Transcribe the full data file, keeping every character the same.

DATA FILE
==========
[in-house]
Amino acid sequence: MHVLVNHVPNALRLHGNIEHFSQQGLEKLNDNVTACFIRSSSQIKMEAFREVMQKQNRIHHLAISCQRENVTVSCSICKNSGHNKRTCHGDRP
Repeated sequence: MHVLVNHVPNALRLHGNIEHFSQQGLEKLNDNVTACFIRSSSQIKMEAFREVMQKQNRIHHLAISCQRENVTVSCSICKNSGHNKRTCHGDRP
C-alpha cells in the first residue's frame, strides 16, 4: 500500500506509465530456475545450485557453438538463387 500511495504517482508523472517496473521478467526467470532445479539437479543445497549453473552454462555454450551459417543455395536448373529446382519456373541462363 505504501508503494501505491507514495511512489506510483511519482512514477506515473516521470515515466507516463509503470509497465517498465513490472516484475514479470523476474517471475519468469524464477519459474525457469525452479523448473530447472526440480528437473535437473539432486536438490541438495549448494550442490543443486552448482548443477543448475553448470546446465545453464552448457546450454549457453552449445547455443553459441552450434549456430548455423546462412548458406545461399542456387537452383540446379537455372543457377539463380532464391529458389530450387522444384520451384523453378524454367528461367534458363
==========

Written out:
[in-house]
Amino acid sequence: MHVLVNHVPNALRLHGNIEHFSQQGLEKLNDNVTACFIRSSSQIKMEAFREVMQKQNRIHHLAISCQRENVTVSCSICKNSGHNKRTCHGDRP
Repeated sequence: MHVLVNHVPNALRLHGNIEHFSQQGLEKLNDNVTACFIRSSSQIKMEAFREVMQKQNRIHHLAISCQRENVTVSCSICKNSGHNKRTCHGDRP
C-alpha cells in the first residue's frame, strides 16, 4: 500500500506509465530456475545450485557453438538463387 500511495504517482508523472517496473521478467526467470532445479539437479543445497549453473552454462555454450551459417543455395536448373529446382519456373541462363 505504501508503494501505491507514495511512489506510483511519482512514477506515473516521470515515466507516463509503470509497465517498465513490472516484475514479470523476474517471475519468469524464477519459474525457469525452479523448473530447472526440480528437473535437473539432486536438490541438495549448494550442490543443486552448482548443477543448475553448470546446465545453464552448457546450454549457453552449445547455443553459441552450434549456430548455423546462412548458406545461399542456387537452383540446379537455372543457377539463380532464391529458389530450387522444384520451384523453378524454367528461367534458363